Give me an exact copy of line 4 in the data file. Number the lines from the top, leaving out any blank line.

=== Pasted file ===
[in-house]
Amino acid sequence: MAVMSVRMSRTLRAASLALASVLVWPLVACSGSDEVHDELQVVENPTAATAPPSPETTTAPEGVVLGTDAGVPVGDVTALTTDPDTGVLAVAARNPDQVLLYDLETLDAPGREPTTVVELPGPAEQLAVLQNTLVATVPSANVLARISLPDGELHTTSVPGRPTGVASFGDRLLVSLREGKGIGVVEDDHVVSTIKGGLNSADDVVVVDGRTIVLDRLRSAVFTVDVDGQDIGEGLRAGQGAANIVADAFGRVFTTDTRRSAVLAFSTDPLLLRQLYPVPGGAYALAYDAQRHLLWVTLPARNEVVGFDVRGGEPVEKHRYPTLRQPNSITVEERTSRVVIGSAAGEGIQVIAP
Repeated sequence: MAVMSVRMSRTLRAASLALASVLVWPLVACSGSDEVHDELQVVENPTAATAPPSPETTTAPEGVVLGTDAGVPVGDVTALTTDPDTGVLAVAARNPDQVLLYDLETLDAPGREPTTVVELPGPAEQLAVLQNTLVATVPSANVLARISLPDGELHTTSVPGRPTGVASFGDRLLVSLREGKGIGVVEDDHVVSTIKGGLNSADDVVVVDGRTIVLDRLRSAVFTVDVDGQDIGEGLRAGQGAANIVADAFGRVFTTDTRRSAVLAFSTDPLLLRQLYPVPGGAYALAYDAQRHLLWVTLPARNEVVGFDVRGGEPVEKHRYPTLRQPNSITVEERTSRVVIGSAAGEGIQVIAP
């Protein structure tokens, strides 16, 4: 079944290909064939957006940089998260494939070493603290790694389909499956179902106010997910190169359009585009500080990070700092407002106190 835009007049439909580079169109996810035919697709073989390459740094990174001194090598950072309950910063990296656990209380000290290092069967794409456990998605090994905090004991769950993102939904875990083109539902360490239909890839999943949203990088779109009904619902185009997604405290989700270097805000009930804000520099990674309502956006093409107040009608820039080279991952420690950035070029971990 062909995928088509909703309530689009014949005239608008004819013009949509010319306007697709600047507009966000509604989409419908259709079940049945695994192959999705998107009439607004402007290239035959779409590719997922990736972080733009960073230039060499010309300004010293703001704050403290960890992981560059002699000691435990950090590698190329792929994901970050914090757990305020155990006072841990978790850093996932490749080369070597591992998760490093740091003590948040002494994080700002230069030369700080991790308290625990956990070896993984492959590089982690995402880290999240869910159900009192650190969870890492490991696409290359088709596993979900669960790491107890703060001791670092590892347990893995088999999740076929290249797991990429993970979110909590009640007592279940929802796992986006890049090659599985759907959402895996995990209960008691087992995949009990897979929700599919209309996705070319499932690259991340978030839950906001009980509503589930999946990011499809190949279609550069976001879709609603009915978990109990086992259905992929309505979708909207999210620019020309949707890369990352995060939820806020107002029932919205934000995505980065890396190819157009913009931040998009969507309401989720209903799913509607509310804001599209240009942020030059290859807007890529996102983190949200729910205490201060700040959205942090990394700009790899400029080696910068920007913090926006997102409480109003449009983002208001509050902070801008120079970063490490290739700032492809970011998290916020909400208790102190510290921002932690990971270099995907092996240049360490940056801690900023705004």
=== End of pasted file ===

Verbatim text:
């Protein structure tokens, strides 16, 4: 079944290909064939957006940089998260494939070493603290790694389909499956179902106010997910190169359009585009500080990070700092407002106190 835009007049439909580079169109996810035919697709073989390459740094990174001194090598950072309950910063990296656990209380000290290092069967794409456990998605090994905090004991769950993102939904875990083109539902360490239909890839999943949203990088779109009904619902185009997604405290989700270097805000009930804000520099990674309502956006093409107040009608820039080279991952420690950035070029971990 062909995928088509909703309530689009014949005239608008004819013009949509010319306007697709600047507009966000509604989409419908259709079940049945695994192959999705998107009439607004402007290239035959779409590719997922990736972080733009960073230039060499010309300004010293703001704050403290960890992981560059002699000691435990950090590698190329792929994901970050914090757990305020155990006072841990978790850093996932490749080369070597591992998760490093740091003590948040002494994080700002230069030369700080991790308290625990956990070896993984492959590089982690995402880290999240869910159900009192650190969870890492490991696409290359088709596993979900669960790491107890703060001791670092590892347990893995088999999740076929290249797991990429993970979110909590009640007592279940929802796992986006890049090659599985759907959402895996995990209960008691087992995949009990897979929700599919209309996705070319499932690259991340978030839950906001009980509503589930999946990011499809190949279609550069976001879709609603009915978990109990086992259905992929309505979708909207999210620019020309949707890369990352995060939820806020107002029932919205934000995505980065890396190819157009913009931040998009969507309401989720209903799913509607509310804001599209240009942020030059290859807007890529996102983190949200729910205490201060700040959205942090990394700009790899400029080696910068920007913090926006997102409480109003449009983002208001509050902070801008120079970063490490290739700032492809970011998290916020909400208790102190510290921002932690990971270099995907092996240049360490940056801690900023705004």